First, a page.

Bedouine, Ultra Q, Caroline Kingsbury, Phantom Limb, Mackin Carroll, Michael J Woodard, Mirrors are among these press releases for November.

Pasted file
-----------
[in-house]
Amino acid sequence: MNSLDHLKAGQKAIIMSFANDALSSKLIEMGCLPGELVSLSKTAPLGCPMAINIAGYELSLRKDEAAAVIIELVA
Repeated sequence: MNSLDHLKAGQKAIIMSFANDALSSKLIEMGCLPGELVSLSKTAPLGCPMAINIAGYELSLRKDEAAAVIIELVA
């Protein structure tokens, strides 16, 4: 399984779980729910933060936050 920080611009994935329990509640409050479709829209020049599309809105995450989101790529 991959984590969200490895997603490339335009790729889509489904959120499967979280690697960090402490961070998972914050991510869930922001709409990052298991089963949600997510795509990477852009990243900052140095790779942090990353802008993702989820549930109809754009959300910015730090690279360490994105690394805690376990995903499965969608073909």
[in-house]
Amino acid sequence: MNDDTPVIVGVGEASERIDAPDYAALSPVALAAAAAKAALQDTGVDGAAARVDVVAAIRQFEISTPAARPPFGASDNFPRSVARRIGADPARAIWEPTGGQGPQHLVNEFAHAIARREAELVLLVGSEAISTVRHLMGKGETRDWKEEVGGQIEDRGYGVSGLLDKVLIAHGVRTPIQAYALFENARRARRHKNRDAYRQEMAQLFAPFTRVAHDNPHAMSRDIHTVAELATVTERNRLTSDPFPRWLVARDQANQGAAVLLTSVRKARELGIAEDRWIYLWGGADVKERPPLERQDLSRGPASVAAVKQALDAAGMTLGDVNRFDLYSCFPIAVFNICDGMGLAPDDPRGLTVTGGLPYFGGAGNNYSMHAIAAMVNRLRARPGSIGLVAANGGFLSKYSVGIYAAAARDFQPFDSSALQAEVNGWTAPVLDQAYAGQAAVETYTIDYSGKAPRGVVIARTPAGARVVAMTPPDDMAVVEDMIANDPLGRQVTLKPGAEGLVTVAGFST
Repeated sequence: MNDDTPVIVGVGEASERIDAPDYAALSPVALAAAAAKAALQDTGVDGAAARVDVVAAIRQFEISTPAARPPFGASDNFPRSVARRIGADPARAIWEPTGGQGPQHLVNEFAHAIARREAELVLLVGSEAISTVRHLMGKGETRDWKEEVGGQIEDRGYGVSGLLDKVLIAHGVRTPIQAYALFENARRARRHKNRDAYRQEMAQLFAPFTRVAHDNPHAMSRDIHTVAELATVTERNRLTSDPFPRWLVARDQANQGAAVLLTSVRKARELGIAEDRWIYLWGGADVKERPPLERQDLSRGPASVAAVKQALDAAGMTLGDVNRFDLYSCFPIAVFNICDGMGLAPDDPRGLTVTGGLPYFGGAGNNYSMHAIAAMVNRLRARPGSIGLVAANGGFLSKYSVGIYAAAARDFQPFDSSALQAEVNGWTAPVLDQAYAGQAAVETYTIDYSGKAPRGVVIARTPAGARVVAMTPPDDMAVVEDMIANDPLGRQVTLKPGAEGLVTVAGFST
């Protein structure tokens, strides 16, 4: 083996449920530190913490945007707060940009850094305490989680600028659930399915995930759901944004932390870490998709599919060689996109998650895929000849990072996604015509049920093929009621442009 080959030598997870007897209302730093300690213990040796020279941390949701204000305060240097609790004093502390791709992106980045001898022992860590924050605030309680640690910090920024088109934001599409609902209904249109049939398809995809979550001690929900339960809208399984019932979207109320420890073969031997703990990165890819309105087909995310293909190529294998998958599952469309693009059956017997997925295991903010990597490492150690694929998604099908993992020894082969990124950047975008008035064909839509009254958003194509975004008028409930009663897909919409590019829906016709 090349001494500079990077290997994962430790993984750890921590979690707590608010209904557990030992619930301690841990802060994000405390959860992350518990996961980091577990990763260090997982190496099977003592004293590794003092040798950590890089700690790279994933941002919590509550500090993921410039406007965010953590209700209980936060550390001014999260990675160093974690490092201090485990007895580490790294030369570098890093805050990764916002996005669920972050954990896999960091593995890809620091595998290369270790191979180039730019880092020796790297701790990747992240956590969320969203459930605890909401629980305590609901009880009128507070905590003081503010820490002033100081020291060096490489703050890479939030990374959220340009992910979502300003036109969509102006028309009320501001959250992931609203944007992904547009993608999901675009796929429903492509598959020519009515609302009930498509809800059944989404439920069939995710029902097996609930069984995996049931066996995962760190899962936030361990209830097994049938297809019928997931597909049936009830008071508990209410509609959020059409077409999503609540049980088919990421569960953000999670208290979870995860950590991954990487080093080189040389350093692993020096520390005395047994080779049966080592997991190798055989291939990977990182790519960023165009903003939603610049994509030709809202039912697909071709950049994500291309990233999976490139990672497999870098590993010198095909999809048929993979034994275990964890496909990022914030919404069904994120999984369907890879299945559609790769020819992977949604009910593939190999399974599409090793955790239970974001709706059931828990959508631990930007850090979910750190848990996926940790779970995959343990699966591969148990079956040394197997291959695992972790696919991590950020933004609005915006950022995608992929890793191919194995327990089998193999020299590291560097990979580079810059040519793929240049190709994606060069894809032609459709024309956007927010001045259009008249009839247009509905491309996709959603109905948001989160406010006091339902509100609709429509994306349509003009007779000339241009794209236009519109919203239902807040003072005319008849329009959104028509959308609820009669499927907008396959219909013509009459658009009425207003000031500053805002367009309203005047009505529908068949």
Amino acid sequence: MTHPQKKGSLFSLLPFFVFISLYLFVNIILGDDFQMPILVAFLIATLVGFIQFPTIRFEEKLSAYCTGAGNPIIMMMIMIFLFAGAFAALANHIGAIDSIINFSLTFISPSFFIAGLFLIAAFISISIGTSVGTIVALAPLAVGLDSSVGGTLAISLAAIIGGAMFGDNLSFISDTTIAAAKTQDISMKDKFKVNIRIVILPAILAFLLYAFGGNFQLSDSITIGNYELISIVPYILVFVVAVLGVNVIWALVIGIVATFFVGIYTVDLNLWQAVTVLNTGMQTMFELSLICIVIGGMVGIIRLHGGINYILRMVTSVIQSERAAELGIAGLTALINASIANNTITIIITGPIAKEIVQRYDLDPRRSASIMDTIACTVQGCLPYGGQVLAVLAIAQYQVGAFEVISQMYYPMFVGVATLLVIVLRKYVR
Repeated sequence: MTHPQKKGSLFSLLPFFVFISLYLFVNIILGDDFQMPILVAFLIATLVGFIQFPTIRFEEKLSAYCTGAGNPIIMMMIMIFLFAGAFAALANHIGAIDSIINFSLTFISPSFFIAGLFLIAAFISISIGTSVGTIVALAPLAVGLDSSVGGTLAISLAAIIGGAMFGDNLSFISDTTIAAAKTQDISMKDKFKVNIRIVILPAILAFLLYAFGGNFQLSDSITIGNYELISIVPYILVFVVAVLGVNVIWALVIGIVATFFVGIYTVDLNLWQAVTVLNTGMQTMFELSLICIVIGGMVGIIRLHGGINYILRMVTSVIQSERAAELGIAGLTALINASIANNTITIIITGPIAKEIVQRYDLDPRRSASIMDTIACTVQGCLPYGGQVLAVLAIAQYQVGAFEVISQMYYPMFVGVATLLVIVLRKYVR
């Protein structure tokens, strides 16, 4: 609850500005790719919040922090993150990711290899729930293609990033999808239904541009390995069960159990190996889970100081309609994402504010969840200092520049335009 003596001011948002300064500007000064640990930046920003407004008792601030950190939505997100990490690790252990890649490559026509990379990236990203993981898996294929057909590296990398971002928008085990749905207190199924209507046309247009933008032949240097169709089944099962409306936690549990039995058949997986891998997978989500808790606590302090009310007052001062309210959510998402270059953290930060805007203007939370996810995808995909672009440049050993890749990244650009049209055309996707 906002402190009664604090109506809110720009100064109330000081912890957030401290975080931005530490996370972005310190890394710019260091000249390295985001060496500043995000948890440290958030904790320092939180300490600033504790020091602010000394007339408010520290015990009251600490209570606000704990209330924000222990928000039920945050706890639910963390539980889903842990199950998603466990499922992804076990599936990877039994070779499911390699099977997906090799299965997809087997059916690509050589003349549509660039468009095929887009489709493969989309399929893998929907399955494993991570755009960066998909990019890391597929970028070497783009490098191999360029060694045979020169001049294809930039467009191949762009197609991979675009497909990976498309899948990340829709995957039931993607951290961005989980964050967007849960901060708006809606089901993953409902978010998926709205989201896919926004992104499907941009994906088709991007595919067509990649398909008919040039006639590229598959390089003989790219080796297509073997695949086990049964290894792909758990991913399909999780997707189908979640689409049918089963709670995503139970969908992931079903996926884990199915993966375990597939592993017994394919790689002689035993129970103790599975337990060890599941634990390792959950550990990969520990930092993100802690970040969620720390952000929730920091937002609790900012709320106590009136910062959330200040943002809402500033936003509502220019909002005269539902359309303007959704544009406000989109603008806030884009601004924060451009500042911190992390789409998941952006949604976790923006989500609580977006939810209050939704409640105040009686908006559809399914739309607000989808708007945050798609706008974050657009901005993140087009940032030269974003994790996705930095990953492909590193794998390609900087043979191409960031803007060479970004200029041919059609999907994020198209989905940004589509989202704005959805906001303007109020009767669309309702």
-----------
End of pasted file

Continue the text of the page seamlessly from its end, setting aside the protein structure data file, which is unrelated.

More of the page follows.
Bedouine – “The Solitude”: An acoustic guitar ballad that works like a moody lullaby with Azniv Korkejian’s soothing vocals. This is the opening track from her new album “Waysides” just released last month. The song’s impetus came when the Los Angeles-based artist picked up on a line from Joni Mitchell’s “My Old Man” and ruminated on how well Mitchell conveyed a mood. It comes with an elegantly captivating new video, directed by Azniv and Dre Babinski. Azniv explains: “I was listening to Joni Mitchell’s “My Old Man” and kept returning to the lyric “the bed’s too big, the frying pan’s too wide.” I was so taken by that; conveying a feeling by describing a change in proportions. I wanted to expand on that and it became kind of an homage. Otherwise, it’s about the realization that I’m not impervious to co-dependencies or being in denial about them.” The songs of the new album were penned over several years of songwriting but never previously recorded or released. These songs were nevertheless important to Azniv and she felt they should be gathered together, recorded, and shared. Evoking comparisons to savants like Nick Drake, Vashti Bunyan, and Karen Dalton, the Syrian-born, Armenian-American Korkejian was praised as a “future legend” by The New York Times and has become synonymous with the best songwriters of the last few decades.